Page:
Suddenly, with the Elena Kagan nomination, careerism is a terrible thing.
When John Roberts was the nominee, it was all about the splendid qualifications of his splendid career. Much the same when it was Samuel Alito. When Sonia Sotomayor was the nominee, it was all about whether or not her qualifications were actually qualifications, what with her being a Latina and all. (If you get a summa cum laude from Princeton but you're not white, how can Pat Buchanan be sure you can even read English?) But everyone agreed that the big questions were career and qualifications. Now that Kagan has been nominated, some people are complaining that to be this qualified, she must have spent her entire adult life pursuing those qualifications! My goodness! Anybody with such an impressive career must be a ... a ... a ... careerist!
Can you hear the dog whistle yet?
David Brooks is terribly, terribly worried that Kagan is a careerist "Organization Kid," who has repressed her true self to get ahead: "prudential rather than poetic," calculating rather than passionate. (Why any rational person would want a poetic judge rather than a prudential one is beyond me.) Andrew Sullivan is scared, too, because Kagan's "life, so far as one can tell, is her career" which has kept her from taking bold, passionate positions. What bold positions? Coming out as a lesbian, of course, which is Sullivan's chief demand, Kagan's actual desires, in every sense of that word, notwithstanding. According to Sullivan, Kagan's "entire life seems to have been a closet - in the pursuit of a career."
Can you hear it? It's pitched very, very high.
Oh, fine then. Here is twittering twit Howard Kurtz, answering the whistle and salivating:
Kagan, Sotomayor -- Do some women dispense with husbands and kids to climb to the top of their professions?(h/t John Cole, whose post on Kagan is superb)
Whoops. There it is. You see, Kagan has been so focused on her career that she's left no time for her personal growth. (Nudge, nudge.) She has turned her back on her own passions. (Wink) She needs to get off the career track for a little while and do things that wouldn't help her resume but which are, you know, personally fulfilling. (Nudge, wink, nudge, wink.) That would make her more emotionally well-rounded. Otherwise, of course, she must be passionless, emotionally stunted, and estranged from her real self. Probably a lesbian, too.
Only Kurtz is clumsy enough to say it aloud. That's why it's a dog whistle. But it's meant to summon up familiar anti-feminist stereotypes about career women, and about the horrors of sacrificing one's "natural" maternal destiny in order to pursue a professional career. The point of those stereotypes is not to deal with the genuine difficulties facing women who want both motherhood and careers, but to intensify those difficulties, and to make the option of forestalling or foregoing motherhood appear illegitimate. The argument is that women who aren't mothers, and most especially women who aren't mothers because they have been pursuing careers, aren't real women at all. And of course, since they're not real women, they don't know what they really want.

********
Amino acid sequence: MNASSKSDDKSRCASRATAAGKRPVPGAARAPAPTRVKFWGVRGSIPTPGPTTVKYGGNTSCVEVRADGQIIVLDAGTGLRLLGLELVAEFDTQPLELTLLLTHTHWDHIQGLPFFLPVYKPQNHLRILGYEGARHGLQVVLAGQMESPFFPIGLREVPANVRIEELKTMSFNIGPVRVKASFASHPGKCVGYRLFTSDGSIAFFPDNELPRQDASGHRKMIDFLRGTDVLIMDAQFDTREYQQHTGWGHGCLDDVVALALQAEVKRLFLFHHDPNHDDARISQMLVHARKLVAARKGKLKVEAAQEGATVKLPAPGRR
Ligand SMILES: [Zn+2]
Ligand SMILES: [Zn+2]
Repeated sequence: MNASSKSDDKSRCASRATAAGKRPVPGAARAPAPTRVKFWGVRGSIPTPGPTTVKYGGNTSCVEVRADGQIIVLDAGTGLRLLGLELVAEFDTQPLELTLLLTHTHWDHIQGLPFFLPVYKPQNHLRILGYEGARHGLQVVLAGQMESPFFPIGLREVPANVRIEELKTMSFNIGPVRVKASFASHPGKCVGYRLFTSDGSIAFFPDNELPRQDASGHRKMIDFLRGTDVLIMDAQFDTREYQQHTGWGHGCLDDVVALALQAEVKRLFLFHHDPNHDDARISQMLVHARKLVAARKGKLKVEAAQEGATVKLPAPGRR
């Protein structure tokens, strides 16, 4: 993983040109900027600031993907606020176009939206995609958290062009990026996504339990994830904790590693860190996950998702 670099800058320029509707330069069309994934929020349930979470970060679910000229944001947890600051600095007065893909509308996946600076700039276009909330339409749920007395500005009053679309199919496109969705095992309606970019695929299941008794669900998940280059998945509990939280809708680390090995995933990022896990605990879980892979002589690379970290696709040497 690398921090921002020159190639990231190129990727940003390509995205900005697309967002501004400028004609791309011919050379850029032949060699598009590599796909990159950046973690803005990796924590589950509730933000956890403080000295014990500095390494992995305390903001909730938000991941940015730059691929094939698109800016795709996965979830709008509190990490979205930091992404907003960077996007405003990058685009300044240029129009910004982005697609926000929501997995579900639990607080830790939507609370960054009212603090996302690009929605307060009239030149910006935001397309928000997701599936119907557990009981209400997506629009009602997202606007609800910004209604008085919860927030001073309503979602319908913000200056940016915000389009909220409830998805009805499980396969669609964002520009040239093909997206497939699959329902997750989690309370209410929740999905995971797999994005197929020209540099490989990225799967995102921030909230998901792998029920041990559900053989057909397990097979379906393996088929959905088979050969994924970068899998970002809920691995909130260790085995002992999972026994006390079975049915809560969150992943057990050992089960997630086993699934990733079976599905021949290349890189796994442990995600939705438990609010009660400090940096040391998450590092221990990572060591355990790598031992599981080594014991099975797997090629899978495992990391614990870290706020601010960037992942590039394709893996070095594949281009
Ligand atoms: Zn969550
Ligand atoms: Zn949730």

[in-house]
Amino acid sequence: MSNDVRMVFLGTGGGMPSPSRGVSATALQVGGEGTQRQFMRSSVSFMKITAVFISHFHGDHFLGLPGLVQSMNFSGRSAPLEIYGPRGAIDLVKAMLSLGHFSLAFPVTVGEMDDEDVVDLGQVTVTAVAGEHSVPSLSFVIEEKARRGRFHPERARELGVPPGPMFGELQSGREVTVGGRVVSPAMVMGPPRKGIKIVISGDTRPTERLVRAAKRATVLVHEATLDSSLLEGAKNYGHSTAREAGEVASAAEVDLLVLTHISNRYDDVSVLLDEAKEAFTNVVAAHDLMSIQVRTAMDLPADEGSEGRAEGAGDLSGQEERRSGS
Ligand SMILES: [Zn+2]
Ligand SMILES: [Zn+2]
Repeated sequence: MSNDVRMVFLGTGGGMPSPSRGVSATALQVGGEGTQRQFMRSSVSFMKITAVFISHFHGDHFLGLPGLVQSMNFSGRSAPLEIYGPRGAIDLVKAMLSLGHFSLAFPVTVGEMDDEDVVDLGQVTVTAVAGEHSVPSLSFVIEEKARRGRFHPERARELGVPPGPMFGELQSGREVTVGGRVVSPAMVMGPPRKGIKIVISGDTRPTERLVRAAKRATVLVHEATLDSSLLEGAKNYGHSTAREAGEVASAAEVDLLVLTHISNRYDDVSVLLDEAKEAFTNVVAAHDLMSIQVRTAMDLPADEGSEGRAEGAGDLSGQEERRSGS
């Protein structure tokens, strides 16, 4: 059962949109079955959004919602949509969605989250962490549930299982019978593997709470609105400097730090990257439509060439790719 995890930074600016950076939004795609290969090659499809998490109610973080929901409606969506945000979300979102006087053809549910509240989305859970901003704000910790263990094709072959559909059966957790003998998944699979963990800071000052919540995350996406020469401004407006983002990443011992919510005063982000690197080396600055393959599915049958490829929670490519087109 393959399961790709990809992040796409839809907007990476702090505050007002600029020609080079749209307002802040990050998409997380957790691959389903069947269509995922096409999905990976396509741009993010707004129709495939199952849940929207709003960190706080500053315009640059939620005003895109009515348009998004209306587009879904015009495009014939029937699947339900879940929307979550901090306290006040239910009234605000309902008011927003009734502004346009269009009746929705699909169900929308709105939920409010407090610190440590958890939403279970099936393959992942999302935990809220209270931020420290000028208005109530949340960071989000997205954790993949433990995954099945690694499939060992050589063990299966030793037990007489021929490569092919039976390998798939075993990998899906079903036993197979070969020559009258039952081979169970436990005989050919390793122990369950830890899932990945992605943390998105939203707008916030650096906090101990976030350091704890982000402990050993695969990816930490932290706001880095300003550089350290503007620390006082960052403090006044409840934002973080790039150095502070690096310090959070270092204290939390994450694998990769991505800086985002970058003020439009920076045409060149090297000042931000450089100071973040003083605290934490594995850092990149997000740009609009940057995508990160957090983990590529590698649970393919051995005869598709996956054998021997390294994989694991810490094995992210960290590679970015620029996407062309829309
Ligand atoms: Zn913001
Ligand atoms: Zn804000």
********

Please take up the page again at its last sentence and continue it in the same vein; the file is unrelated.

This is why one 50-year-old nominee was presented as brilliant, poised, and prudent while an essentially identical 50-year-old nominee is presented as a repressed, wonkish automaton. Elena Kagan isn't any more of a careerist or a nerd than John Roberts was. Who could be? And no one imagines Roberts as less authentic or less human, let alone less manly, because he delayed marriage until after he was forty. No one faults a man who postpones starting family life while building his career.
It's startling the extent to which the press coverage of Kagan has been dominated by her childlessness and her apparent partnerlessness. On one hand you have the must-be-gay storyline, with its breathtaking ignorance of the choices professional women in our society face. (I have no idea who Elena Kagan likes to sleep with, but I know that there are many, many successful women who have trouble finding appropriate and supportive partners. To treat the fact that Kagan is single as some inexplicable oddity, which must be hiding a deep personal secret, is to indulge in the luxury of not having to notice certain basic facts. ) On the other hand, you have the "careerist" meme, which is inseparable from the stereotypical ways in which career women are imagined in American society. Either way, it boils down to the same ugly idea: whenever a woman gets to the head of the class, her femininity is suspect. So she needs to prove that she's a real woman. Bullshit, I say. It stinks.